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So I'm learning how to setup cisco networks


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#1 SpleenBeGone

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Posted 11 September 2014 - 10:10 AM

It's a little more involved than what I'm used to. I'd like to think the newer switches probably have a GUI, but I'm using some 3500's from 2000 and 2001 so everything is terminal based.

 

I've got 3, 48 port 3500xl switches, and one 24 port 3500xl. My first goal was to get them reset and all up and running. That was easy enough. Now I'm making some crossover cable. I want to get them all connected to a cluster without using their gigabit ports, as I don't have the hardware for that. It should be possible, though a bit more complicated. 

 

Anyone have suggestions on what I can do with them all, and what else I should try?


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#2 Big_T

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Posted 27 January 2015 - 01:13 PM

So tad belated, but may be able to help you on this (if ever relevant). I studied 'CCNA Routing and Switching' with the online Cisco Academy.

It's been a while since having gone over the actual content (there is a lot of it), but I'm still fluent in Cisco command line (Cisco IOS - Internetwork Operating System). I'm fairly confident at everything from basic network configuration and debug, to LAN, VLAN, and WAN (and other P2P protocols), ACL's, VPN, DHCP, NAT, encryption ...

 

It almost sounds silly, configuring NAT, DHCP etc on devices when people are used to just using devices and having them just work, with some simple instructions from a guy over the phone (if even that).

I love having to configure everything manually though, especially things like NAT, VLAN's and protocols ... can really set you apart from the general IT community who just follow the "You don't need to know how it works to use it" philosophy.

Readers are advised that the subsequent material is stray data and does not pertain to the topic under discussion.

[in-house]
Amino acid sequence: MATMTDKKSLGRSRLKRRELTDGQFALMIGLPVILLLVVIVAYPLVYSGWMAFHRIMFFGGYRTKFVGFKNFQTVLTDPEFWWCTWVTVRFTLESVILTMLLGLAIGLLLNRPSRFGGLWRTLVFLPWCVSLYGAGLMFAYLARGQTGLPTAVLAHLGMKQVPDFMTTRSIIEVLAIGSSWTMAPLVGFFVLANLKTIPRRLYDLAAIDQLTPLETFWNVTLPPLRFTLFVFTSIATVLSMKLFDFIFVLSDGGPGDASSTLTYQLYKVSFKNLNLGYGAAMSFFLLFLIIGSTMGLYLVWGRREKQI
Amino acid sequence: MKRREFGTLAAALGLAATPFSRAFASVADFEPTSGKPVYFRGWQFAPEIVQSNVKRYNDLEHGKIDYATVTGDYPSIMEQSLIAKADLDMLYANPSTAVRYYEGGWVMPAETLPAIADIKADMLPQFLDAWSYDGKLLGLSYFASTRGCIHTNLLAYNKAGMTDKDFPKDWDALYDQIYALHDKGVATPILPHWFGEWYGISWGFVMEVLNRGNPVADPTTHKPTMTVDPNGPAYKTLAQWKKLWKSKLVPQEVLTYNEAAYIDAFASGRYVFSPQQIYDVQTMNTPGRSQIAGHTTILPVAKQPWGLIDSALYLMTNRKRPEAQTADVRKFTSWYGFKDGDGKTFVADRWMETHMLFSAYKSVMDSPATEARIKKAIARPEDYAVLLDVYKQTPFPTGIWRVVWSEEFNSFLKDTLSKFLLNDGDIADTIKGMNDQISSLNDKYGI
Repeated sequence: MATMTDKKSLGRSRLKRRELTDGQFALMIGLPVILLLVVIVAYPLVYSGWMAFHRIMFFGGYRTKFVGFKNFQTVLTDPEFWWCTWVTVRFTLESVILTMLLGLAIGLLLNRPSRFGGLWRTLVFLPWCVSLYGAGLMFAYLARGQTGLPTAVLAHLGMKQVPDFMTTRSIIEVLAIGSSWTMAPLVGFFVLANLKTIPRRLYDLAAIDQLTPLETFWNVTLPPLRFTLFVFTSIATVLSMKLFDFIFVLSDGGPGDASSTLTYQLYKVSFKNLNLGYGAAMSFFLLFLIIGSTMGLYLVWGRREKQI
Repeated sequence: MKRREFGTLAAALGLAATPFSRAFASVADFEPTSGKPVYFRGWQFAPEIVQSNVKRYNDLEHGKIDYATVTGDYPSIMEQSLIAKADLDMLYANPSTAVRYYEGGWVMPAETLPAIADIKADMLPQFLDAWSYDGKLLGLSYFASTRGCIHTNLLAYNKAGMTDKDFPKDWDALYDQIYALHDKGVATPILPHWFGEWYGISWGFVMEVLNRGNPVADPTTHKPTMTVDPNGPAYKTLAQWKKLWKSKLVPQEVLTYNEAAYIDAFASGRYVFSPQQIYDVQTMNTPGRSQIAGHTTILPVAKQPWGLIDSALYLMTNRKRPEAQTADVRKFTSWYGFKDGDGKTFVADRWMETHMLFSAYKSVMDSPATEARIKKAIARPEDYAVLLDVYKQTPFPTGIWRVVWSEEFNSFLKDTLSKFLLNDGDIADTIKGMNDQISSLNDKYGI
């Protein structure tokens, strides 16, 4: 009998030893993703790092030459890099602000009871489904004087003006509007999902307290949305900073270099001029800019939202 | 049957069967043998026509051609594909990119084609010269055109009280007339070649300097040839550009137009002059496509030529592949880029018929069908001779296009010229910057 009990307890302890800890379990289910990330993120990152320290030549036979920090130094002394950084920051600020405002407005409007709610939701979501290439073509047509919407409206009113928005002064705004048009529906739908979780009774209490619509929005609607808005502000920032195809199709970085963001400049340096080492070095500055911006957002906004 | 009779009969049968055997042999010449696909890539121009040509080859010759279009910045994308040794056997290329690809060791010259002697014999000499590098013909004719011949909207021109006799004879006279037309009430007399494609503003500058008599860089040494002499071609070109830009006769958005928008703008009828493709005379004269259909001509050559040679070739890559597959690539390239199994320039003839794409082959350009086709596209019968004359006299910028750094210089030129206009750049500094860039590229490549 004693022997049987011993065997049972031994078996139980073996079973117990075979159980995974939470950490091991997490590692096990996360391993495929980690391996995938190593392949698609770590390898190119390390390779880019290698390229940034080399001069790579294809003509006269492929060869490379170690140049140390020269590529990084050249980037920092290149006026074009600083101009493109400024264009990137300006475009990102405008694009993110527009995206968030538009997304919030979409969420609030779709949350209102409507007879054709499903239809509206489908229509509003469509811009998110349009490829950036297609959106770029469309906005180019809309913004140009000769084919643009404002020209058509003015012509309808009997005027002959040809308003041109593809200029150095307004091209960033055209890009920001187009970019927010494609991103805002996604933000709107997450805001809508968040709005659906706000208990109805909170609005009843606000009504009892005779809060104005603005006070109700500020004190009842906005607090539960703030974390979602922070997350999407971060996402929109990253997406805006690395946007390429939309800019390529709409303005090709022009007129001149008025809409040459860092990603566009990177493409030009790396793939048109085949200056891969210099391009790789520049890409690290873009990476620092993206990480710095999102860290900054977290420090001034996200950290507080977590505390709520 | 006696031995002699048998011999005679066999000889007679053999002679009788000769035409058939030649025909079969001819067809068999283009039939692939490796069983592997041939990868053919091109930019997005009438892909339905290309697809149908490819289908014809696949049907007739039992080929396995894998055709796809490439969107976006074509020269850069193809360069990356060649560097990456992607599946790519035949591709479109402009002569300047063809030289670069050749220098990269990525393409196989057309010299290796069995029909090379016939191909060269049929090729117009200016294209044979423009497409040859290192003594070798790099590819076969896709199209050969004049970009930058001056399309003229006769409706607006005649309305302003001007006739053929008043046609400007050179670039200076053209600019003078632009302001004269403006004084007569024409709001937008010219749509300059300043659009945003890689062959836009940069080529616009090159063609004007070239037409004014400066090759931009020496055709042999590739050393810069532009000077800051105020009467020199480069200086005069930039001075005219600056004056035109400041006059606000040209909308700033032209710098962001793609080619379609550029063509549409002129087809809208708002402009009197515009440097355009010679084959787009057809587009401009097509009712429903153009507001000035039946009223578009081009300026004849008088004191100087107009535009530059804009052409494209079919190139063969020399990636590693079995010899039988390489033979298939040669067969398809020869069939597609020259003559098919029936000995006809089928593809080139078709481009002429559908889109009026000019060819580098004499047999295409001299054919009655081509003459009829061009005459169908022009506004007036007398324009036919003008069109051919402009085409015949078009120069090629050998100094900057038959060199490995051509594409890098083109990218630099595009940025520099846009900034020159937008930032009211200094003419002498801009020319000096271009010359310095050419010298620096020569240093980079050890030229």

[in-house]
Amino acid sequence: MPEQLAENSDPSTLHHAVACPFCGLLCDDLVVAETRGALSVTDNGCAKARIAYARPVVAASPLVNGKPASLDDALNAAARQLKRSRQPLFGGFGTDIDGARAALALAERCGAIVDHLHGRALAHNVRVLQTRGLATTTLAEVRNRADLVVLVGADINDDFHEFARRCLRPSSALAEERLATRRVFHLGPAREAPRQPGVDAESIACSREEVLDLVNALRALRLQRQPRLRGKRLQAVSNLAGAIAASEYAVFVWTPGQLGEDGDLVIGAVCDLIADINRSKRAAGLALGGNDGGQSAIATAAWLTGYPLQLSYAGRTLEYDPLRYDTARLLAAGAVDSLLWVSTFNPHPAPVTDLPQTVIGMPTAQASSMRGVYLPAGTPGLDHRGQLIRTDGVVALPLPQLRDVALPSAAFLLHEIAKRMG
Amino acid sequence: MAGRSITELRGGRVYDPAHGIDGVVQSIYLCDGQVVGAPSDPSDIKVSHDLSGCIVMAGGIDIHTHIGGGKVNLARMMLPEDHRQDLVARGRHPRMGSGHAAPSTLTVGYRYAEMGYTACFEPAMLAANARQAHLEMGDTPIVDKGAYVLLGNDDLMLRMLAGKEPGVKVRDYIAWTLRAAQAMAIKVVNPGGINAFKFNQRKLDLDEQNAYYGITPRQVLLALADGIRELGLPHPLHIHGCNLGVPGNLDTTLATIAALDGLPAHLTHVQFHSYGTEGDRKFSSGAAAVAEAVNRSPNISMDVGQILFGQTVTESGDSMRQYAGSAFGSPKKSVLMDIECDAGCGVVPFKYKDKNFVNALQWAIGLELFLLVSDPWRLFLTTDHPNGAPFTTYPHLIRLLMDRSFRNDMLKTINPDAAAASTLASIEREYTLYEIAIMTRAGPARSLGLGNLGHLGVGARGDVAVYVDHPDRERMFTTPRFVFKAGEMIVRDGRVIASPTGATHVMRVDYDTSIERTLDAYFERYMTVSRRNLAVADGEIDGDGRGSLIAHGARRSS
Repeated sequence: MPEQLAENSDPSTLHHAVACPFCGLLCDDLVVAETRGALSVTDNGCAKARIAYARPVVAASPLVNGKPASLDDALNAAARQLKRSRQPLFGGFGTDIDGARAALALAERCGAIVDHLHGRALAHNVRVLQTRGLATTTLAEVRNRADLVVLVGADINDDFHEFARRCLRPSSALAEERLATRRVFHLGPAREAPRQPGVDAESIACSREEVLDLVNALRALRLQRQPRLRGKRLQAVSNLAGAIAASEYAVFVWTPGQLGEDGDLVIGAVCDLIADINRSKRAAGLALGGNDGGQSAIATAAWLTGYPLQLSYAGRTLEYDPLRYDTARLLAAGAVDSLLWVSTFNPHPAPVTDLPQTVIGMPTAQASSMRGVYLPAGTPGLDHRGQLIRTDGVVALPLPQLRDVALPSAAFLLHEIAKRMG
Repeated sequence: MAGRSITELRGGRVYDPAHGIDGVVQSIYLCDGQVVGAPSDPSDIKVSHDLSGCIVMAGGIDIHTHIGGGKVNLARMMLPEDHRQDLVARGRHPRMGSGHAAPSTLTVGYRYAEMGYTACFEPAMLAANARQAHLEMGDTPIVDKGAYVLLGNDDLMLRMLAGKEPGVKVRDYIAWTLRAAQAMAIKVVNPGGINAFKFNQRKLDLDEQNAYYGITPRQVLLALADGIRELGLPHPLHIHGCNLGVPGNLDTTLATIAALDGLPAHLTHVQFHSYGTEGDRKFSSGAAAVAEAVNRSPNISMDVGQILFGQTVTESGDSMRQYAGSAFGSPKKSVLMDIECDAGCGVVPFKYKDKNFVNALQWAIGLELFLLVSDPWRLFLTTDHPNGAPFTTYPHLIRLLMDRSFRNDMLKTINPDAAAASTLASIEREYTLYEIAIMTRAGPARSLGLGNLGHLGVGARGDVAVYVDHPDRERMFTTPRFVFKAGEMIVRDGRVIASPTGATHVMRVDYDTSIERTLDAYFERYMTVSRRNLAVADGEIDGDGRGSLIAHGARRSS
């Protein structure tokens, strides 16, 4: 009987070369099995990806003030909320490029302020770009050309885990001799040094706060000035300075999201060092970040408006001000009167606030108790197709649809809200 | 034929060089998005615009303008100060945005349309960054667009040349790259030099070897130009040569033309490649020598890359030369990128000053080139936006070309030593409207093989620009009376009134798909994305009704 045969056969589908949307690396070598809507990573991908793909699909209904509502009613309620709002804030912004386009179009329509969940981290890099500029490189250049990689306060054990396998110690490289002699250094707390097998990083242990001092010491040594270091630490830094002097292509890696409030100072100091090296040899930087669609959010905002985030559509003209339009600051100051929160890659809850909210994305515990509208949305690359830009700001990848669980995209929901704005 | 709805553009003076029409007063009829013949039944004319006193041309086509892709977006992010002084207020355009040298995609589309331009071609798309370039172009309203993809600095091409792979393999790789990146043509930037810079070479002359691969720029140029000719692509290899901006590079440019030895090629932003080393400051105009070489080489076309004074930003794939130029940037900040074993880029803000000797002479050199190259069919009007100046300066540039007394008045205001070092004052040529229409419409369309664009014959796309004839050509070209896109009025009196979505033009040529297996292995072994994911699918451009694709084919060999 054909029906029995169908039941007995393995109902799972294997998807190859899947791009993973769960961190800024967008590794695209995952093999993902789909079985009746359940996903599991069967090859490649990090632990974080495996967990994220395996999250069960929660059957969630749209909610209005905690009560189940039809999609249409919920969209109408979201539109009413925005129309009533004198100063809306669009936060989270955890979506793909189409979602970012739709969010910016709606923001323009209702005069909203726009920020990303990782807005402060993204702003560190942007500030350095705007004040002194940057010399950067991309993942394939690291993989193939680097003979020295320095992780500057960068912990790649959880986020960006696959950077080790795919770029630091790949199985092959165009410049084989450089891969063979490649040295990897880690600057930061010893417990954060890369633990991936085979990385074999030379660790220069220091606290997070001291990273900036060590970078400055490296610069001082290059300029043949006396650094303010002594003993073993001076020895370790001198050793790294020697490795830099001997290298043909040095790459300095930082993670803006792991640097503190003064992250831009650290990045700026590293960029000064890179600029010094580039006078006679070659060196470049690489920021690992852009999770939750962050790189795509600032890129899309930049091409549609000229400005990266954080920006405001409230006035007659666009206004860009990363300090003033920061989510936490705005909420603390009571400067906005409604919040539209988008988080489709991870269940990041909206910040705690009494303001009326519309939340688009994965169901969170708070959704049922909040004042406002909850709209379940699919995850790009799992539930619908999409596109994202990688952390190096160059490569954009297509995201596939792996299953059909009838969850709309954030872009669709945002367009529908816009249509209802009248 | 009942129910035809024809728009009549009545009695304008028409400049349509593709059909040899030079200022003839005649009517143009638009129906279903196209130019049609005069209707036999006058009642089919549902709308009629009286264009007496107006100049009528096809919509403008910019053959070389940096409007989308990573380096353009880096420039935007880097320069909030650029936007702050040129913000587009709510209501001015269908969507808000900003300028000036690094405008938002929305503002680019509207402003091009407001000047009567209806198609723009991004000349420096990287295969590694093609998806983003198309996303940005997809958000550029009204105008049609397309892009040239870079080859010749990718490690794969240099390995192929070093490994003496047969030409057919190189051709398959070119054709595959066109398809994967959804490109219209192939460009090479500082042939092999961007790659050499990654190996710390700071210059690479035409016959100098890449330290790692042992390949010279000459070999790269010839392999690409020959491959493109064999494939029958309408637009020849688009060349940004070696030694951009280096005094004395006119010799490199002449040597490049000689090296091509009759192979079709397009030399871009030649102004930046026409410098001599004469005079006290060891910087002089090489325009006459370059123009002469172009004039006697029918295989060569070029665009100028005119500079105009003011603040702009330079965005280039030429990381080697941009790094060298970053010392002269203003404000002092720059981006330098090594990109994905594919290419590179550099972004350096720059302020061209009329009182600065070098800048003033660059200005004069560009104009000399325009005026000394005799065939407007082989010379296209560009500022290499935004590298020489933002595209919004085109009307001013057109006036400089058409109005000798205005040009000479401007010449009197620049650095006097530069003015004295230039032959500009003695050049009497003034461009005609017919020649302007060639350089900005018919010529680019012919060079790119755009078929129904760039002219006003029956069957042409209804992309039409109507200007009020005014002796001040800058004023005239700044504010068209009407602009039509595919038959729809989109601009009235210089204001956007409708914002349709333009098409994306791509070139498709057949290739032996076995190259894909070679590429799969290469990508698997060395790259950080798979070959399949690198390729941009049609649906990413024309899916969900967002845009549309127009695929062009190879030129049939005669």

I actually aspire to hold a CCIE or CCDA one day. ($110,000 to $175,000 USD salary)

But not for the money, I just love data and being able to control it's flow, and having the skills to do what 99.999% of people on Earth can't - yet the application of those skills affects majority of internet users. Crazy thought. I'm just dreaming ...

Well, that would be nice.

One step at a time.



#3 SpleenBeGone

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Posted 02 February 2015 - 02:30 PM

Honestly, I found it interesting and fun to work on them. It was more time consuming, admittedly, but I could see someone being able to get decently fast at it. The only real problem I had was that error checking wasn't as easy to do.

 

I still have the stack though, and nothing at all to do with them. 


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#4 Big_T

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Posted 02 February 2015 - 05:30 PM

So time consuming! Once you know all the shortcuts and partial-commands you just whiz through it though.

Similar to coding in an IDE, no one writes out whole commands (although I recommend learning in a text editor to really nail something)

 

You have a Cisco stack? Sweet! I used the hardware for exams and stuff back when I was studying it, but most of the time just in Packet Tracer.



#5 SpleenBeGone

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Posted 02 February 2015 - 05:35 PM

Mhmm, all the left over stuff from when big oil owned the building. 


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